When we lose touch with objects, empty our childhood homes and put them into boxes, we begin to forget them, begin to forget ourselves. Only moments we can link with second subjectivities of objects remain salient to us—but their first subjectivity remains intact. Inevitably, our construction slips past it, fractures as we remove ourselves further and further from the object itself: memory and time slowly erases the construct, filling in details with false truths. The true chair exists in reality for a finite period of time, but in my memory it will exist forever in an inert state—the state I need it to be in for it to unlock my memory. This is the weight of what it means to tie an object down to second subjectivity—to kill the object’s first subjectivity or bury it so deeply that it is easily replaced by our second subjectivity; to construct a tightly-adhering skin that makes the object serve as a memorial to ourselves.
Now we face must the fullest conclusion of this narrative: we are the ones who haunt ourselves. Without me to give out second subjectivities, there would be no ghost in my grandfather’s chair, no widow perfuming the couch with roses. I depend on the attribution of these stories to those objects in such a way that when I recognize that they have first subjectivity, that they do not depend on me to exist, I feel fear—I realize that the false objects I have made give a portion of myself back to me, allow me to validate the way I exist in the world. But this chair will one day fold in on itself and a bit of me will have been lost with it.
For this reason, we must fear the wrinkling of the fabric, the dirtying of the carpet, the staining of the walls—how fragile this world we believe we have constructed for ourselves is: perhaps one day the yellow couch will be so dirty that its punctum will cease to operate, its second subjectivity illegible—there is no more widow, she has died. But the object continues to exist, affecting itself quietly on the world; and so we must clean them, preserve them, tell their stories as often as we can in order to hold down the objects to this constructed history—in order to hold onto ourselves. It is this fear which drives us to collect history in great repositories; to build monuments, to keep graves, to document and archive the past “in case of emergency”—we cannot bear the thought of a world not built the way we remember it; but like the libraries of Alexandria or the palaces of Rome, this too shall burn. It is no wonder that Heidegger struggled to remove himself from the center of the world—how terrifying it would be to assert that we cannot control it, but only a thin veneer built over the reality of the world—a veneer in need of constant maintenance. When it crumbles, the symbolic relationship we have constrained the object to will no longer be important—but it will remain in existence, there as a reminder that we cannot make it live as we want it to. So we must continue to be the ghosts who breathe out these histories and fix them onto objects, so that others can tell them too.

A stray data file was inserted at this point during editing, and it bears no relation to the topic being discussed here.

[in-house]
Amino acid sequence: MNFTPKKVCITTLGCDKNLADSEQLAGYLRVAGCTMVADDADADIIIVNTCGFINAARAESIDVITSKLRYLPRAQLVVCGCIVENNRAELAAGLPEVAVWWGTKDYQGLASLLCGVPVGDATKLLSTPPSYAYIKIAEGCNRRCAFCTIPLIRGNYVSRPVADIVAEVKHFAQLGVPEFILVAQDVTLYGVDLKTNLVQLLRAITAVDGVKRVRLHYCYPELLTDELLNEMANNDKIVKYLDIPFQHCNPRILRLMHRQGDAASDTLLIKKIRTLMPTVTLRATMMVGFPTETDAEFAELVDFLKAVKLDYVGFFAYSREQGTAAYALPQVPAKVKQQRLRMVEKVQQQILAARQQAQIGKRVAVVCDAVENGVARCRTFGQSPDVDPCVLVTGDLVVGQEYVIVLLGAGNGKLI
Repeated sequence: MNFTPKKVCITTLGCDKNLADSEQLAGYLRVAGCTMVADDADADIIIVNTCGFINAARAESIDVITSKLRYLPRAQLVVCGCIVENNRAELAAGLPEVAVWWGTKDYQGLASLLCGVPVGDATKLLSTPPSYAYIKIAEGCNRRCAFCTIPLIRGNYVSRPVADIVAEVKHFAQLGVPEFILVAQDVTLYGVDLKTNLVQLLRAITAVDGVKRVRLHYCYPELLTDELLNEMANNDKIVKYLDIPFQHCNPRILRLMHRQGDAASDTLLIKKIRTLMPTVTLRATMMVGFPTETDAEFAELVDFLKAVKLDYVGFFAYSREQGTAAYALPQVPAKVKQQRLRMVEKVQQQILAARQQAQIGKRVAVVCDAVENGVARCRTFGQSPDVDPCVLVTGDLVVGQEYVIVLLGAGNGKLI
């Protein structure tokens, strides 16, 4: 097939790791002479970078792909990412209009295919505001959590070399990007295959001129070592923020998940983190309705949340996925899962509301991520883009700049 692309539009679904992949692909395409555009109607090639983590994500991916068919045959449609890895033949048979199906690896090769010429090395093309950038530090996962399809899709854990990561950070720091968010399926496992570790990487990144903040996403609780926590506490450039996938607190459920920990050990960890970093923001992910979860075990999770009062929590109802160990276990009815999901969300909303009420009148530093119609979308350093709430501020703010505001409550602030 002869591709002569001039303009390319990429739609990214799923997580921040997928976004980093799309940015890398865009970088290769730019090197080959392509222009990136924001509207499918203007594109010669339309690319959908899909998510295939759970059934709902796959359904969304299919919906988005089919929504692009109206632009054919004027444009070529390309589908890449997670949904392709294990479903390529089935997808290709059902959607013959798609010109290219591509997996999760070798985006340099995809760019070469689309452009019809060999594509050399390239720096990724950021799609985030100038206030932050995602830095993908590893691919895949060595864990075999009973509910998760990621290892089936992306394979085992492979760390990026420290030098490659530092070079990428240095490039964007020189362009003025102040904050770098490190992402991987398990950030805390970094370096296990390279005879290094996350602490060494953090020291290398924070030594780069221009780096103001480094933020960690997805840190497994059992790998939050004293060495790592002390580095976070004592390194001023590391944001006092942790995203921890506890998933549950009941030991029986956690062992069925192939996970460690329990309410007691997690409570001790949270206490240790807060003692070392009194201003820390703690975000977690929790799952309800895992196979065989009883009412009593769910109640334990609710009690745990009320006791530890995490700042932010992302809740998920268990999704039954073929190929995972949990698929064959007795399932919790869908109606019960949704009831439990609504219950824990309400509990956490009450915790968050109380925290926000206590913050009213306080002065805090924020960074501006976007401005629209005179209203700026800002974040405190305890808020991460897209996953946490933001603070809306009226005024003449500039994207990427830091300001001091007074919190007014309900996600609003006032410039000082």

One day someone might stumble across the yellow couch, transfixed by some aspect of it, a punctum only they can see; maybe they will tell a story about two roommates so in love with its corduroy that they had to lug it home—“can’t you see the crack in this foot?” Other second subjectivities will be given to the object, allowing me to continue to exist parasitically through it. The histories we construct continue to haunt the object, preventing it from existing as it wishes to be—objects become our monument to ourselves. This too can justify our lives; each time someone exclaims about how odd the green chair is, how beautiful the yellow couch, I get to confirm my existence: look at the history I am making for myself. Let us sit down to tea from my grandmother’s kettle—won’t you listen to my story?
After the cup is empty, we will sit quietly transfixed by the false objects, the second subjects around us. But the chair will grow black, the couch emit the slight scent of roses as you shift from left to right; three sets of eyes fix themselves upon you—a strange sense of vertigo.
“What has happened?”
“Simple, these objects haunt you now too.”
Honors & Awards
This paper was one of ten papers written by undergraduate philosophy students from across the world published in Stance: an International Undergraduate Philosophy Volume 11; Stance uses a blind peer-review system and is proud to have an acceptance rate of less than 4%. The eleventh volume of Stance can be accessed here: https://www.stancephilosophy.com/archived-issues.